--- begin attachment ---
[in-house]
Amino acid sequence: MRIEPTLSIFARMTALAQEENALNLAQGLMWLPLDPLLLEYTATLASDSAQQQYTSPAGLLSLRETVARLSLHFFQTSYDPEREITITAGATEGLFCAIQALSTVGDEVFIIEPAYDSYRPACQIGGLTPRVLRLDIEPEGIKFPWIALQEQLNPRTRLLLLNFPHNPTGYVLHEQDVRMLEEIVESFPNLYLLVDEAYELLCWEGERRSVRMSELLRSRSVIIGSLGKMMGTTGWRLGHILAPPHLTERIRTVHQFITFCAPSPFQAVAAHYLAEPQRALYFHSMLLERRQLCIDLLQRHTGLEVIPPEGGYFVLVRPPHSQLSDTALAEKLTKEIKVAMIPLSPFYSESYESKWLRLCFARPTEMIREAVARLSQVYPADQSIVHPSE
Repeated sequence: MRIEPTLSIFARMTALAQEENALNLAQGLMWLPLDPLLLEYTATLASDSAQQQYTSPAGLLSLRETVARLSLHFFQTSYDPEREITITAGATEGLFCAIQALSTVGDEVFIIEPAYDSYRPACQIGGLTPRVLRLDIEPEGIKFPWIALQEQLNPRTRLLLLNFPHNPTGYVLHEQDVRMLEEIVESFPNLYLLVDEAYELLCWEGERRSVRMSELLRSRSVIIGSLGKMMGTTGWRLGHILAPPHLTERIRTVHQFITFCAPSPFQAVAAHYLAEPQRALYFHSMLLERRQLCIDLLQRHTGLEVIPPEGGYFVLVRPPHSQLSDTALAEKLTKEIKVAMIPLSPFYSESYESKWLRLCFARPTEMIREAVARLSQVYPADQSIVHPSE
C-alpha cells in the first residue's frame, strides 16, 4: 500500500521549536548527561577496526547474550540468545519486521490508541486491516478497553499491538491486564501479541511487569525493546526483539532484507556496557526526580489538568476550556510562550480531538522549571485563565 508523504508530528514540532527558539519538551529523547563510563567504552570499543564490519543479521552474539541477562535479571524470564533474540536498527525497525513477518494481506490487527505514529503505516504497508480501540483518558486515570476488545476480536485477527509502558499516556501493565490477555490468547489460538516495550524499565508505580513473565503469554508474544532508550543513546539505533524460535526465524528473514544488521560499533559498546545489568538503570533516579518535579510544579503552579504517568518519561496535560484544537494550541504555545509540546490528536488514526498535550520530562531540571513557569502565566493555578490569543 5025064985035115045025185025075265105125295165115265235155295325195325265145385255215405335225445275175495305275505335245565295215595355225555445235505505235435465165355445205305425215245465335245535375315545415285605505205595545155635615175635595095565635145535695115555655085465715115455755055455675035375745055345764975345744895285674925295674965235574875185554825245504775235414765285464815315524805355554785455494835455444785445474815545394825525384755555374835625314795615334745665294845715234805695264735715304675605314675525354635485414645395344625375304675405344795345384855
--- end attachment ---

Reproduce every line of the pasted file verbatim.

[in-house]
Amino acid sequence: MRIEPTLSIFARMTALAQEENALNLAQGLMWLPLDPLLLEYTATLASDSAQQQYTSPAGLLSLRETVARLSLHFFQTSYDPEREITITAGATEGLFCAIQALSTVGDEVFIIEPAYDSYRPACQIGGLTPRVLRLDIEPEGIKFPWIALQEQLNPRTRLLLLNFPHNPTGYVLHEQDVRMLEEIVESFPNLYLLVDEAYELLCWEGERRSVRMSELLRSRSVIIGSLGKMMGTTGWRLGHILAPPHLTERIRTVHQFITFCAPSPFQAVAAHYLAEPQRALYFHSMLLERRQLCIDLLQRHTGLEVIPPEGGYFVLVRPPHSQLSDTALAEKLTKEIKVAMIPLSPFYSESYESKWLRLCFARPTEMIREAVARLSQVYPADQSIVHPSE
Repeated sequence: MRIEPTLSIFARMTALAQEENALNLAQGLMWLPLDPLLLEYTATLASDSAQQQYTSPAGLLSLRETVARLSLHFFQTSYDPEREITITAGATEGLFCAIQALSTVGDEVFIIEPAYDSYRPACQIGGLTPRVLRLDIEPEGIKFPWIALQEQLNPRTRLLLLNFPHNPTGYVLHEQDVRMLEEIVESFPNLYLLVDEAYELLCWEGERRSVRMSELLRSRSVIIGSLGKMMGTTGWRLGHILAPPHLTERIRTVHQFITFCAPSPFQAVAAHYLAEPQRALYFHSMLLERRQLCIDLLQRHTGLEVIPPEGGYFVLVRPPHSQLSDTALAEKLTKEIKVAMIPLSPFYSESYESKWLRLCFARPTEMIREAVARLSQVYPADQSIVHPSE
C-alpha cells in the first residue's frame, strides 16, 4: 500500500521549536548527561577496526547474550540468545519486521490508541486491516478497553499491538491486564501479541511487569525493546526483539532484507556496557526526580489538568476550556510562550480531538522549571485563565 508523504508530528514540532527558539519538551529523547563510563567504552570499543564490519543479521552474539541477562535479571524470564533474540536498527525497525513477518494481506490487527505514529503505516504497508480501540483518558486515570476488545476480536485477527509502558499516556501493565490477555490468547489460538516495550524499565508505580513473565503469554508474544532508550543513546539505533524460535526465524528473514544488521560499533559498546545489568538503570533516579518535579510544579503552579504517568518519561496535560484544537494550541504555545509540546490528536488514526498535550520530562531540571513557569502565566493555578490569543 5025064985035115045025185025075265105125295165115265235155295325195325265145385255215405335225445275175495305275505335245565295215595355225555445235505505235435465165355445205305425215245465335245535375315545415285605505205595545155635615175635595095565635145535695115555655085465715115455755055455675035375745055345764975345744895285674925295674965235574875185554825245504775235414765285464815315524805355554785455494835455444785445474815545394825525384755555374835625314795615334745665294845715234805695264735715304675605314675525354635485414645395344625375304675405344795345384855